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What is Shareholder Activism?

What is Shareholder Activism?

A shareholder activist takes part in the direct influencing of a corporation’s management finance policy using their stock holding as leverage. This can range from anything to voting on certain topics or protesting outside their headquarters. There are two types of shareholder activists, constructive and destructive. A constructive shareholder activist offers suggestions to improve the long-term value of the company, while a destructive shareholder activist threatens management with removing their support unless they make short-term changes to increase the stock price. Shareholder activists have been around for over 100 years and are a vibrant part of socially responsible investing. It doesn’t seem like it will go away any time soon.

Why is shareholder activism important?

All corporations have a purpose. Shareholders’ activism is important because it helps ensure that companies remain profitable, and so helps the economy to grow as a whole. If left unchecked, shareholder activists can force managers to make decisions that could be detrimental to the health of the corporation. For example, if a company is performing well but only because they are taking risks that may or may not work out, a destructive activist could demand they stop the risky behavior and return to safer methods. This could cause the company to become complacent and lose its competitive edge. However, constructive shareholder activism is just as important as it ensures that managers do not become complacent by suggesting new ways of making money for lower risk.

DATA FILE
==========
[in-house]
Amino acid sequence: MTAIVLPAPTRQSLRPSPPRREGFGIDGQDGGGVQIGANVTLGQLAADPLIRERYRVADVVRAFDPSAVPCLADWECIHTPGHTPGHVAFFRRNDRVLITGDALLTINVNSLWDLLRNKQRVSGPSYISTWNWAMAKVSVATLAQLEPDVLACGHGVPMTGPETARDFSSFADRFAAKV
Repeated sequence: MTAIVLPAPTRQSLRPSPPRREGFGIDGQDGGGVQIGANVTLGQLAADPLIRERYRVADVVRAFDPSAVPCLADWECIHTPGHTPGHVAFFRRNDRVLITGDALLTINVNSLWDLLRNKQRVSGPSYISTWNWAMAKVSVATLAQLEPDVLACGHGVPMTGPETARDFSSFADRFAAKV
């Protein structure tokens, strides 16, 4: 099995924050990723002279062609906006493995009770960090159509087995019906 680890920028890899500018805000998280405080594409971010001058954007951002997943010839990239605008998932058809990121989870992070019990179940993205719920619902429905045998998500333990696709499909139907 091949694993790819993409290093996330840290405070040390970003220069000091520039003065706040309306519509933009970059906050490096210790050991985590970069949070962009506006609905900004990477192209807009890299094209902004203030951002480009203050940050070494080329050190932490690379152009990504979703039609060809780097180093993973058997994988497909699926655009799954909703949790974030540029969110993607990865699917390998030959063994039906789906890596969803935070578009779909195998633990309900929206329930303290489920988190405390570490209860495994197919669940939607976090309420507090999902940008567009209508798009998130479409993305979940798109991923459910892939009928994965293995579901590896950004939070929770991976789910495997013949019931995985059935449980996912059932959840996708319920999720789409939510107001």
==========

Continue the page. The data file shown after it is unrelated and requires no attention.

The first recorded shareholder activism was in 1608 against corruption in the Dutch East India Company.

When did shareholder activism begin?

In 1608, Isaac Le Maire, a Dutch merchant, led the first recorded shareholder activism when he protested against corruption in the Dutch East India Company. He then began buying shares in the company and eventually was given a board position where he could help implement his changes.

Who are some notable shareholder activists?

20th Century shareholder activists began in the early 1900s when Louis Brandeis and others used their leverage as stockholders to influence corporate management policy, even though they weren’t affiliated with the company. They would take part in lawsuits against the companies which they believed to be acting in bad faith.

Who is the king of the activists?

Carl Icahn is one of the most famous and successful activist investors, having turned his initial $100,000 in capital in 1968 into a net worth of more than $20 billion by 2016. He is probably best known for taking over TWA Airlines in 1985 and then selling it off piece by piece after promising to keep it running as an airline for five years. Some of the most popular companies he has targeted for shareholder activists include Apple, Microsoft and eBay.